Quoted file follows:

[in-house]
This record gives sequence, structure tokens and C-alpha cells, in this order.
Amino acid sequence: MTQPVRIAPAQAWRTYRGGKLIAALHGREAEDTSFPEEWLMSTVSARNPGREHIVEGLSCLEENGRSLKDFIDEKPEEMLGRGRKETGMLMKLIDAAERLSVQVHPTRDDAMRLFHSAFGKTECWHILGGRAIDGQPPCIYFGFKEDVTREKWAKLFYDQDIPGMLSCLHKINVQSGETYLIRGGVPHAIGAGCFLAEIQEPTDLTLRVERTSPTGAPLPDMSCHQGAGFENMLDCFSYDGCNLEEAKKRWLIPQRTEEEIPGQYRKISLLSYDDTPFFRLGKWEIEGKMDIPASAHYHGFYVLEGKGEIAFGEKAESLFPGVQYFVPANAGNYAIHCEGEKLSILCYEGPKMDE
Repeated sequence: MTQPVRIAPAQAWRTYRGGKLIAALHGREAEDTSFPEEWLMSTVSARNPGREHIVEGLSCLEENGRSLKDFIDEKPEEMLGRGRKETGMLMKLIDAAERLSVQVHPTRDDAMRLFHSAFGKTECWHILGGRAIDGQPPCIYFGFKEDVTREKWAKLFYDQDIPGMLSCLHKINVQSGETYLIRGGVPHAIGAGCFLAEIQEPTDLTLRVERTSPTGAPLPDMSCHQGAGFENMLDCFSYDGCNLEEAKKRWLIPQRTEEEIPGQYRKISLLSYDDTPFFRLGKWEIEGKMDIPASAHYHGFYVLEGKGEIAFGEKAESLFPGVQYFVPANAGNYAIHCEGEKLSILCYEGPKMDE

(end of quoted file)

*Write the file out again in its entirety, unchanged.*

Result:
[in-house]
This record gives sequence, structure tokens and C-alpha cells, in this order.
Amino acid sequence: MTQPVRIAPAQAWRTYRGGKLIAALHGREAEDTSFPEEWLMSTVSARNPGREHIVEGLSCLEENGRSLKDFIDEKPEEMLGRGRKETGMLMKLIDAAERLSVQVHPTRDDAMRLFHSAFGKTECWHILGGRAIDGQPPCIYFGFKEDVTREKWAKLFYDQDIPGMLSCLHKINVQSGETYLIRGGVPHAIGAGCFLAEIQEPTDLTLRVERTSPTGAPLPDMSCHQGAGFENMLDCFSYDGCNLEEAKKRWLIPQRTEEEIPGQYRKISLLSYDDTPFFRLGKWEIEGKMDIPASAHYHGFYVLEGKGEIAFGEKAESLFPGVQYFVPANAGNYAIHCEGEKLSILCYEGPKMDE
Repeated sequence: MTQPVRIAPAQAWRTYRGGKLIAALHGREAEDTSFPEEWLMSTVSARNPGREHIVEGLSCLEENGRSLKDFIDEKPEEMLGRGRKETGMLMKLIDAAERLSVQVHPTRDDAMRLFHSAFGKTECWHILGGRAIDGQPPCIYFGFKEDVTREKWAKLFYDQDIPGMLSCLHKINVQSGETYLIRGGVPHAIGAGCFLAEIQEPTDLTLRVERTSPTGAPLPDMSCHQGAGFENMLDCFSYDGCNLEEAKKRWLIPQRTEEEIPGQYRKISLLSYDDTPFFRLGKWEIEGKMDIPASAHYHGFYVLEGKGEIAFGEKAESLFPGVQYFVPANAGNYAIHCEGEKLSILCYEGPKMDE